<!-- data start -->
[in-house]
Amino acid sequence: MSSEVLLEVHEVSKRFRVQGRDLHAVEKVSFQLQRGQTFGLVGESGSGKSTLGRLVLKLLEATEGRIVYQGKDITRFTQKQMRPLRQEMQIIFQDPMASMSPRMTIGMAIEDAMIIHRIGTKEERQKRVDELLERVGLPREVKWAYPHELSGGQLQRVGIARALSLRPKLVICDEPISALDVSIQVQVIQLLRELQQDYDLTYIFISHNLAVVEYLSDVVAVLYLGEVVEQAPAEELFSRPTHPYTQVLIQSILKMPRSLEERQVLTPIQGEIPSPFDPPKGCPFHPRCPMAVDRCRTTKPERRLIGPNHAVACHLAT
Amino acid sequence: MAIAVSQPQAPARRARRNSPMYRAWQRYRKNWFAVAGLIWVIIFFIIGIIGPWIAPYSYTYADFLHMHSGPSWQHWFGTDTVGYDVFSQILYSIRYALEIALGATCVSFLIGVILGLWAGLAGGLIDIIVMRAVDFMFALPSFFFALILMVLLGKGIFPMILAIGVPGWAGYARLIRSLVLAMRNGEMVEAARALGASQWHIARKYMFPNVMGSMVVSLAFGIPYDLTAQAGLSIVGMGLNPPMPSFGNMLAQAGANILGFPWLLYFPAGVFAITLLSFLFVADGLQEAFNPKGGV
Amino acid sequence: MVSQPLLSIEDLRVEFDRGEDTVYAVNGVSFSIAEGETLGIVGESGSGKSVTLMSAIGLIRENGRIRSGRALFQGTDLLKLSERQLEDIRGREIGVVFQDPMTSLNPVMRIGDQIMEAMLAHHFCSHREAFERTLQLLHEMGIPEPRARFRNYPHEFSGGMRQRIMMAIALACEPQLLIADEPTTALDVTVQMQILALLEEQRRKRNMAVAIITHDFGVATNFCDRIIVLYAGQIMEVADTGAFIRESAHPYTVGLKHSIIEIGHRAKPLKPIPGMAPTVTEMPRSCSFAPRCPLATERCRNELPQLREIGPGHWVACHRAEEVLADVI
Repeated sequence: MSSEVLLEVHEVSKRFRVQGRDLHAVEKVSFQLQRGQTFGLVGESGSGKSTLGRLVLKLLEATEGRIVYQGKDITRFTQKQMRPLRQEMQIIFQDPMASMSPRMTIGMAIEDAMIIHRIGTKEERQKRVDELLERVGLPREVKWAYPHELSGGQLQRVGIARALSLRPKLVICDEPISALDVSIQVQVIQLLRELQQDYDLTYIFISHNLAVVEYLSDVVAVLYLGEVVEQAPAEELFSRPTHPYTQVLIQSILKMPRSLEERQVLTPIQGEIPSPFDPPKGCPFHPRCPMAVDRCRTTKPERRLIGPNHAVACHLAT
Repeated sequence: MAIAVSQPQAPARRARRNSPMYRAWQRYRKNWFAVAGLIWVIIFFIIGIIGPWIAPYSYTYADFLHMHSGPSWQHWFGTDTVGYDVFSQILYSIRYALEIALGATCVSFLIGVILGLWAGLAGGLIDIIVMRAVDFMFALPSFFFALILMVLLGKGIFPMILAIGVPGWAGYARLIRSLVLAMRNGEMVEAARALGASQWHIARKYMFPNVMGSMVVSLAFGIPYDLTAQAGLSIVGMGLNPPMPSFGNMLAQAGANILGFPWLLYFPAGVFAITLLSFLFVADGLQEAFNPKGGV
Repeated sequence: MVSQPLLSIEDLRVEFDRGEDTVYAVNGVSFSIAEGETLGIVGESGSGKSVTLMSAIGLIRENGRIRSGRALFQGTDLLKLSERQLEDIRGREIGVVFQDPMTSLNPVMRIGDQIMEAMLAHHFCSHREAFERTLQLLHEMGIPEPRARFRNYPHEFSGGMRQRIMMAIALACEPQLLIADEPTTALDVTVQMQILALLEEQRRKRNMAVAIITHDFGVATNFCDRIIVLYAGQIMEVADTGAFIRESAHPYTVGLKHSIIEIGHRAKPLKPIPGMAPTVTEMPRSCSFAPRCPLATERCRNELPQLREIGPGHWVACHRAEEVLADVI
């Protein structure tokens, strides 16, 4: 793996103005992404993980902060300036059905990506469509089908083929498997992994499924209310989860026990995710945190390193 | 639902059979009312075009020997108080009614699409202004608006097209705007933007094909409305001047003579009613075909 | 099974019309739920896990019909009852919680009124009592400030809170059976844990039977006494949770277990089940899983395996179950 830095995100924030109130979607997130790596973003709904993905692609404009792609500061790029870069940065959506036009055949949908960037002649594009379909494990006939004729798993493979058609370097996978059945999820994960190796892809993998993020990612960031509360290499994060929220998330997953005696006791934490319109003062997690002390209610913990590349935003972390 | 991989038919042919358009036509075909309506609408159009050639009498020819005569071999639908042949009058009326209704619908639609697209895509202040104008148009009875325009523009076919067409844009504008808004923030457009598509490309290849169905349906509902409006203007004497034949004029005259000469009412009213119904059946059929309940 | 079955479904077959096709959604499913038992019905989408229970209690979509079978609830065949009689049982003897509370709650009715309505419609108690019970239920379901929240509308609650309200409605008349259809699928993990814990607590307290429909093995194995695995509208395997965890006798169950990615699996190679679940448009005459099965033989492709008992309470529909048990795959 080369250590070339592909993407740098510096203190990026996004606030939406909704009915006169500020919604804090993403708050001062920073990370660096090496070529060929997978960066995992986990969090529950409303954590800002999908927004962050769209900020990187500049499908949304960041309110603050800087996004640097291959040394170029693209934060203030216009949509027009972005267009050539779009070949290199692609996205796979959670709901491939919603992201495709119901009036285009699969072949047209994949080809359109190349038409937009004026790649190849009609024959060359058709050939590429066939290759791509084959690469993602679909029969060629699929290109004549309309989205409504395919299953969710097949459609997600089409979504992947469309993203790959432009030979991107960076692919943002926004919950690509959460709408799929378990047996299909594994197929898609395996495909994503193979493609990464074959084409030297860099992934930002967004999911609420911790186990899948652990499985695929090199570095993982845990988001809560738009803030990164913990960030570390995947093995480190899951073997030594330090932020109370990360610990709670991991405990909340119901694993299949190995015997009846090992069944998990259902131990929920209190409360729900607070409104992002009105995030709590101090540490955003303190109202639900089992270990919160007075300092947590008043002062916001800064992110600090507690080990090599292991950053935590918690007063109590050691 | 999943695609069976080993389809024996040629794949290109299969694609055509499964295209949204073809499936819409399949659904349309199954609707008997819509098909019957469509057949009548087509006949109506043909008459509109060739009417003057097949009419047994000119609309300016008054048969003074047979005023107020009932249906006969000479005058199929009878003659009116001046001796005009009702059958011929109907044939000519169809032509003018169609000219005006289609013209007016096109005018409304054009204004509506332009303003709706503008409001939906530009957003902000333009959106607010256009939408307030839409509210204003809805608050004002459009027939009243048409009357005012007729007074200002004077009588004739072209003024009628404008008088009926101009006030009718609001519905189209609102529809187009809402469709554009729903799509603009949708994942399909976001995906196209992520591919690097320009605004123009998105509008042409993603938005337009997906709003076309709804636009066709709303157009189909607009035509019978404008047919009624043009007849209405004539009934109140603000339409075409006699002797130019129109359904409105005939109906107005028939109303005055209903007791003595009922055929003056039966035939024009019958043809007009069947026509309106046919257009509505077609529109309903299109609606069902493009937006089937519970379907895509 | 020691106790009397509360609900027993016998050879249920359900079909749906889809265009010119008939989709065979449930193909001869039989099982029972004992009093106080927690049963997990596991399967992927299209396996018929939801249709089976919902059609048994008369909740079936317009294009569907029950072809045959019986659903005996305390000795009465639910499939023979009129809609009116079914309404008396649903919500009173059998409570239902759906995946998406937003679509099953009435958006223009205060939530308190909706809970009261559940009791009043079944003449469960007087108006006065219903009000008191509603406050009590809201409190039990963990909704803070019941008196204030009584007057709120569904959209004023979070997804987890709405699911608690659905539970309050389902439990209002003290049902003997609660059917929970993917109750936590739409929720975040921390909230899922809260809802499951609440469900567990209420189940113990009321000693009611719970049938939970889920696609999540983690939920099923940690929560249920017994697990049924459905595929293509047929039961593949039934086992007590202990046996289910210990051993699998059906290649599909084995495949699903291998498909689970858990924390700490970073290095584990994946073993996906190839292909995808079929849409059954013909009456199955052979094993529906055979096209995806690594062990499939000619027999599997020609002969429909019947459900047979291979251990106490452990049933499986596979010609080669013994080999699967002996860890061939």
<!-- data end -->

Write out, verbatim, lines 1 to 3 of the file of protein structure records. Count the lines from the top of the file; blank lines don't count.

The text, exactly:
[in-house]
Amino acid sequence: MSSEVLLEVHEVSKRFRVQGRDLHAVEKVSFQLQRGQTFGLVGESGSGKSTLGRLVLKLLEATEGRIVYQGKDITRFTQKQMRPLRQEMQIIFQDPMASMSPRMTIGMAIEDAMIIHRIGTKEERQKRVDELLERVGLPREVKWAYPHELSGGQLQRVGIARALSLRPKLVICDEPISALDVSIQVQVIQLLRELQQDYDLTYIFISHNLAVVEYLSDVVAVLYLGEVVEQAPAEELFSRPTHPYTQVLIQSILKMPRSLEERQVLTPIQGEIPSPFDPPKGCPFHPRCPMAVDRCRTTKPERRLIGPNHAVACHLAT
Amino acid sequence: MAIAVSQPQAPARRARRNSPMYRAWQRYRKNWFAVAGLIWVIIFFIIGIIGPWIAPYSYTYADFLHMHSGPSWQHWFGTDTVGYDVFSQILYSIRYALEIALGATCVSFLIGVILGLWAGLAGGLIDIIVMRAVDFMFALPSFFFALILMVLLGKGIFPMILAIGVPGWAGYARLIRSLVLAMRNGEMVEAARALGASQWHIARKYMFPNVMGSMVVSLAFGIPYDLTAQAGLSIVGMGLNPPMPSFGNMLAQAGANILGFPWLLYFPAGVFAITLLSFLFVADGLQEAFNPKGGV